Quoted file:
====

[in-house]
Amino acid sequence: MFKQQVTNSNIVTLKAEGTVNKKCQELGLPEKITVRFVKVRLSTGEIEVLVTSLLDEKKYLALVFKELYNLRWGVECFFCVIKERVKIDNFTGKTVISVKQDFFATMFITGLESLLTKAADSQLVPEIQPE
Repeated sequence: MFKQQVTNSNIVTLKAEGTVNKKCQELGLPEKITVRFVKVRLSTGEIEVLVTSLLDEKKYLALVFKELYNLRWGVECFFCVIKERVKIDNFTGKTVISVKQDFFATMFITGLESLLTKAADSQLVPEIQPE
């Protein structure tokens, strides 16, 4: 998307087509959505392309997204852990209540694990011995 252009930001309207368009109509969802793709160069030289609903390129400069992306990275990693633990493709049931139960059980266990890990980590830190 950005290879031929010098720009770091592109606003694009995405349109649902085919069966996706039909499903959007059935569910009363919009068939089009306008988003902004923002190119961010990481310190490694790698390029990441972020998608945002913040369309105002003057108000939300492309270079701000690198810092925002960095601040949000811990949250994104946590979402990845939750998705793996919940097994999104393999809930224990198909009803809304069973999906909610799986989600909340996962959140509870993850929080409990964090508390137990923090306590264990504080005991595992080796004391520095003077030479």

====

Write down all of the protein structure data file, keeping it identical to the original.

[in-house]
Amino acid sequence: MFKQQVTNSNIVTLKAEGTVNKKCQELGLPEKITVRFVKVRLSTGEIEVLVTSLLDEKKYLALVFKELYNLRWGVECFFCVIKERVKIDNFTGKTVISVKQDFFATMFITGLESLLTKAADSQLVPEIQPE
Repeated sequence: MFKQQVTNSNIVTLKAEGTVNKKCQELGLPEKITVRFVKVRLSTGEIEVLVTSLLDEKKYLALVFKELYNLRWGVECFFCVIKERVKIDNFTGKTVISVKQDFFATMFITGLESLLTKAADSQLVPEIQPE
């Protein structure tokens, strides 16, 4: 998307087509959505392309997204852990209540694990011995 252009930001309207368009109509969802793709160069030289609903390129400069992306990275990693633990493709049931139960059980266990890990980590830190 950005290879031929010098720009770091592109606003694009995405349109649902085919069966996706039909499903959007059935569910009363919009068939089009306008988003902004923002190119961010990481310190490694790698390029990441972020998608945002913040369309105002003057108000939300492309270079701000690198810092925002960095601040949000811990949250994104946590979402990845939750998705793996919940097994999104393999809930224990198909009803809304069973999906909610799986989600909340996962959140509870993850929080409990964090508390137990923090306590264990504080005991595992080796004391520095003077030479």